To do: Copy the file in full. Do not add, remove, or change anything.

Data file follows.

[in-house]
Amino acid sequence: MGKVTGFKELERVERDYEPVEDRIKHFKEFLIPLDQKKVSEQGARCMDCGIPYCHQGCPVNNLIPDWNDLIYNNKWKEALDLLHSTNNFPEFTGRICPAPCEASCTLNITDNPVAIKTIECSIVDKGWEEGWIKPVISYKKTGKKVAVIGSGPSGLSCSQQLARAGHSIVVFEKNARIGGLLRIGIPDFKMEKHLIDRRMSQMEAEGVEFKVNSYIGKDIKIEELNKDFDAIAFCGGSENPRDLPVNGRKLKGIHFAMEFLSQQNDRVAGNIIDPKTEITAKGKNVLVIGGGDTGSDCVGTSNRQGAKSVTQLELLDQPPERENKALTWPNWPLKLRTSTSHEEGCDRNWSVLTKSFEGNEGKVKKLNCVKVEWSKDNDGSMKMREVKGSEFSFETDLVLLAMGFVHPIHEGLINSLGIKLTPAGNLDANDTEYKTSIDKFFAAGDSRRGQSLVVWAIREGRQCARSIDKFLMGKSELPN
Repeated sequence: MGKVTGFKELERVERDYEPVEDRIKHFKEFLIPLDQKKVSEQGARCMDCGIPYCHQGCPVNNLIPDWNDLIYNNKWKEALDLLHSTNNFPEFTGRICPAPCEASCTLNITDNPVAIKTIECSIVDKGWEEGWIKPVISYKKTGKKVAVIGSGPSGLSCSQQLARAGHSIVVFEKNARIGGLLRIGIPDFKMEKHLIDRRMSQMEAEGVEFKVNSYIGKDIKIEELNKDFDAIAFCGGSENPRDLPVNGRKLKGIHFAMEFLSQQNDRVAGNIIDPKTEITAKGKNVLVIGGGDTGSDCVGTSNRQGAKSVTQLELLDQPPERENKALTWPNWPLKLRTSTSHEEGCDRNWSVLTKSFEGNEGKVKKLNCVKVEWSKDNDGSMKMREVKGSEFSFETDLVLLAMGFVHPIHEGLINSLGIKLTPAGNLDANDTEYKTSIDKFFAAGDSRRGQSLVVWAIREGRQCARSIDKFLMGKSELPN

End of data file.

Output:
[in-house]
Amino acid sequence: MGKVTGFKELERVERDYEPVEDRIKHFKEFLIPLDQKKVSEQGARCMDCGIPYCHQGCPVNNLIPDWNDLIYNNKWKEALDLLHSTNNFPEFTGRICPAPCEASCTLNITDNPVAIKTIECSIVDKGWEEGWIKPVISYKKTGKKVAVIGSGPSGLSCSQQLARAGHSIVVFEKNARIGGLLRIGIPDFKMEKHLIDRRMSQMEAEGVEFKVNSYIGKDIKIEELNKDFDAIAFCGGSENPRDLPVNGRKLKGIHFAMEFLSQQNDRVAGNIIDPKTEITAKGKNVLVIGGGDTGSDCVGTSNRQGAKSVTQLELLDQPPERENKALTWPNWPLKLRTSTSHEEGCDRNWSVLTKSFEGNEGKVKKLNCVKVEWSKDNDGSMKMREVKGSEFSFETDLVLLAMGFVHPIHEGLINSLGIKLTPAGNLDANDTEYKTSIDKFFAAGDSRRGQSLVVWAIREGRQCARSIDKFLMGKSELPN
Repeated sequence: MGKVTGFKELERVERDYEPVEDRIKHFKEFLIPLDQKKVSEQGARCMDCGIPYCHQGCPVNNLIPDWNDLIYNNKWKEALDLLHSTNNFPEFTGRICPAPCEASCTLNITDNPVAIKTIECSIVDKGWEEGWIKPVISYKKTGKKVAVIGSGPSGLSCSQQLARAGHSIVVFEKNARIGGLLRIGIPDFKMEKHLIDRRMSQMEAEGVEFKVNSYIGKDIKIEELNKDFDAIAFCGGSENPRDLPVNGRKLKGIHFAMEFLSQQNDRVAGNIIDPKTEITAKGKNVLVIGGGDTGSDCVGTSNRQGAKSVTQLELLDQPPERENKALTWPNWPLKLRTSTSHEEGCDRNWSVLTKSFEGNEGKVKKLNCVKVEWSKDNDGSMKMREVKGSEFSFETDLVLLAMGFVHPIHEGLINSLGIKLTPAGNLDANDTEYKTSIDKFFAAGDSRRGQSLVVWAIREGRQCARSIDKFLMGKSELPN